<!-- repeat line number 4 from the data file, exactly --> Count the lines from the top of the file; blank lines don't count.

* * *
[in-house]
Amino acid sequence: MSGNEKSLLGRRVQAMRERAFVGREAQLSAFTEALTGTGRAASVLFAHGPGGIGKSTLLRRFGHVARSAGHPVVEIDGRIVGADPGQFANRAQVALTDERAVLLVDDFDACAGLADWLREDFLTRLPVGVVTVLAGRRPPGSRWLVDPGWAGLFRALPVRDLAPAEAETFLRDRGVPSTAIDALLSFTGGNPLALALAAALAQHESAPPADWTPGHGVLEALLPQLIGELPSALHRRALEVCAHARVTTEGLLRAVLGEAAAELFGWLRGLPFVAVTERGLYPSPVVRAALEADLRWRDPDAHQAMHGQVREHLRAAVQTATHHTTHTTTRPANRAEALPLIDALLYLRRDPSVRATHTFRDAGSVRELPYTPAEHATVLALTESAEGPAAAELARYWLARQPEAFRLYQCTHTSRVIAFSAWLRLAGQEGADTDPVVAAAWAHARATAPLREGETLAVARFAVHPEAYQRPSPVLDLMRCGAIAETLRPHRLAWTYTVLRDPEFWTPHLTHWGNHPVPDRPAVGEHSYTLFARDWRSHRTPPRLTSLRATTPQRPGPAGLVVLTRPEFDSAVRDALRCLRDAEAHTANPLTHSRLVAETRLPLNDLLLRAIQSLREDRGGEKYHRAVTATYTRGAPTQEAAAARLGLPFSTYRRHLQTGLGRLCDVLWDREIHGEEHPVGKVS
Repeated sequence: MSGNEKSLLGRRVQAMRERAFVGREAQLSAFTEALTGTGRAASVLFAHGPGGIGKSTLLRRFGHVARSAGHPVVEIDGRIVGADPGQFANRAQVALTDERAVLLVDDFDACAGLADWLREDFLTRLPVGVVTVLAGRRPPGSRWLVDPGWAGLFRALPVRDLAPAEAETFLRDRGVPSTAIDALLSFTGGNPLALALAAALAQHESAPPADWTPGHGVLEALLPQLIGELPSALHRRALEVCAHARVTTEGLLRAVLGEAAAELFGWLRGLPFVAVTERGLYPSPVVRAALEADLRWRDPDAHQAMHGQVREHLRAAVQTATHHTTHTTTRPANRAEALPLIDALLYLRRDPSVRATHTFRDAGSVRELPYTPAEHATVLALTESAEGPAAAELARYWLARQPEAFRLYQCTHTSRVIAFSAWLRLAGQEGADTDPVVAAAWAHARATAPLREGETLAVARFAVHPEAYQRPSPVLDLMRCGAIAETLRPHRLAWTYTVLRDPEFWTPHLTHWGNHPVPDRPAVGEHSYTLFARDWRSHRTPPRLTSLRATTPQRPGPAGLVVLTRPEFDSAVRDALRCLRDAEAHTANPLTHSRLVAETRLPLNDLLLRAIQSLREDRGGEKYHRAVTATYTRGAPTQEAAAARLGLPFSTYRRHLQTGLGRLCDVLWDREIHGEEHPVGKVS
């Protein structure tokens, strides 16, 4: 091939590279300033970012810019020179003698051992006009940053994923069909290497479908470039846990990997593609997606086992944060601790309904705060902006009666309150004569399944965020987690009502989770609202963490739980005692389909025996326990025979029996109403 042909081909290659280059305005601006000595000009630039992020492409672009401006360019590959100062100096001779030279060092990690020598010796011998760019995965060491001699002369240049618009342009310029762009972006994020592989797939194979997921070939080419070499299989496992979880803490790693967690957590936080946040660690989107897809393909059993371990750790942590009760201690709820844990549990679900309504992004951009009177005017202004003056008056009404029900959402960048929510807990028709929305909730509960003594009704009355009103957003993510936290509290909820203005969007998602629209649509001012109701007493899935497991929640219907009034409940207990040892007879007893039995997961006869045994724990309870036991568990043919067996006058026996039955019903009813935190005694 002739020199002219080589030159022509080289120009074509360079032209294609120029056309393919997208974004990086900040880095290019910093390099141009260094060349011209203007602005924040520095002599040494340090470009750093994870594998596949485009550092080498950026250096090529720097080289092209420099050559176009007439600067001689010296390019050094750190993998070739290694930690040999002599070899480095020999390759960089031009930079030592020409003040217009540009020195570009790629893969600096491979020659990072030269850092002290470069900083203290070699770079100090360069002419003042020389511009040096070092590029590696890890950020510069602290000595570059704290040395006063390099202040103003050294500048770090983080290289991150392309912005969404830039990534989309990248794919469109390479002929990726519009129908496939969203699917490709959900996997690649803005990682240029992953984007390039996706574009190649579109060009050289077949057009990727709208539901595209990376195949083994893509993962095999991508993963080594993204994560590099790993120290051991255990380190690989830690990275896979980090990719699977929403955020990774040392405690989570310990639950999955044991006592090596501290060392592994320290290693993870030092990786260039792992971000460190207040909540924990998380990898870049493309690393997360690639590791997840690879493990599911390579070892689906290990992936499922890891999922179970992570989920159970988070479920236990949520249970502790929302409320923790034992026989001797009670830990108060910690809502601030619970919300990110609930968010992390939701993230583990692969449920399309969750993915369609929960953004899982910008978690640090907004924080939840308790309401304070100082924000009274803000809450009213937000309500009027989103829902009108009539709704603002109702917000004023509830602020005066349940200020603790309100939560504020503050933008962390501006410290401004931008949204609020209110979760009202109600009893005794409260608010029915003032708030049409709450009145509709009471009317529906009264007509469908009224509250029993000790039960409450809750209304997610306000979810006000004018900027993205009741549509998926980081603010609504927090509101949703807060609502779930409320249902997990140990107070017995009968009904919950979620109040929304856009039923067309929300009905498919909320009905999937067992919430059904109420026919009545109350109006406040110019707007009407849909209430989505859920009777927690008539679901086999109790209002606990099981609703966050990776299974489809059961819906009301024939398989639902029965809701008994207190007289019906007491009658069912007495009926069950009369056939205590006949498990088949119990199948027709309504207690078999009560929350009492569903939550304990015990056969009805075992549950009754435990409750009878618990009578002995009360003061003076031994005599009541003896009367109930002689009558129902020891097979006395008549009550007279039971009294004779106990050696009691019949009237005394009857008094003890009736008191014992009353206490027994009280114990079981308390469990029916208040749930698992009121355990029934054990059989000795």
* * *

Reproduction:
């Protein structure tokens, strides 16, 4: 091939590279300033970012810019020179003698051992006009940053994923069909290497479908470039846990990997593609997606086992944060601790309904705060902006009666309150004569399944965020987690009502989770609202963490739980005692389909025996326990025979029996109403 042909081909290659280059305005601006000595000009630039992020492409672009401006360019590959100062100096001779030279060092990690020598010796011998760019995965060491001699002369240049618009342009310029762009972006994020592989797939194979997921070939080419070499299989496992979880803490790693967690957590936080946040660690989107897809393909059993371990750790942590009760201690709820844990549990679900309504992004951009009177005017202004003056008056009404029900959402960048929510807990028709929305909730509960003594009704009355009103957003993510936290509290909820203005969007998602629209649509001012109701007493899935497991929640219907009034409940207990040892007879007893039995997961006869045994724990309870036991568990043919067996006058026996039955019903009813935190005694 002739020199002219080589030159022509080289120009074509360079032209294609120029056309393919997208974004990086900040880095290019910093390099141009260094060349011209203007602005924040520095002599040494340090470009750093994870594998596949485009550092080498950026250096090529720097080289092209420099050559176009007439600067001689010296390019050094750190993998070739290694930690040999002599070899480095020999390759960089031009930079030592020409003040217009540009020195570009790629893969600096491979020659990072030269850092002290470069900083203290070699770079100090360069002419003042020389511009040096070092590029590696890890950020510069602290000595570059704290040395006063390099202040103003050294500048770090983080290289991150392309912005969404830039990534989309990248794919469109390479002929990726519009129908496939969203699917490709959900996997690649803005990682240029992953984007390039996706574009190649579109060009050289077949057009990727709208539901595209990376195949083994893509993962095999991508993963080594993204994560590099790993120290051991255990380190690989830690990275896979980090990719699977929403955020990774040392405690989570310990639950999955044991006592090596501290060392592994320290290693993870030092990786260039792992971000460190207040909540924990998380990898870049493309690393997360690639590791997840690879493990599911390579070892689906290990992936499922890891999922179970992570989920159970988070479920236990949520249970502790929302409320923790034992026989001797009670830990108060910690809502601030619970919300990110609930968010992390939701993230583990692969449920399309969750993915369609929960953004899982910008978690640090907004924080939840308790309401304070100082924000009274803000809450009213937000309500009027989103829902009108009539709704603002109702917000004023509830602020005066349940200020603790309100939560504020503050933008962390501006410290401004931008949204609020209110979760009202109600009893005794409260608010029915003032708030049409709450009145509709009471009317529906009264007509469908009224509250029993000790039960409450809750209304997610306000979810006000004018900027993205009741549509998926980081603010609504927090509101949703807060609502779930409320249902997990140990107070017995009968009904919950979620109040929304856009039923067309929300009905498919909320009905999937067992919430059904109420026919009545109350109006406040110019707007009407849909209430989505859920009777927690008539679901086999109790209002606990099981609703966050990776299974489809059961819906009301024939398989639902029965809701008994207190007289019906007491009658069912007495009926069950009369056939205590006949498990088949119990199948027709309504207690078999009560929350009492569903939550304990015990056969009805075992549950009754435990409750009878618990009578002995009360003061003076031994005599009541003896009367109930002689009558129902020891097979006395008549009550007279039971009294004779106990050696009691019949009237005394009857008094003890009736008191014992009353206490027994009280114990079981308390469990029916208040749930698992009121355990029934054990059989000795």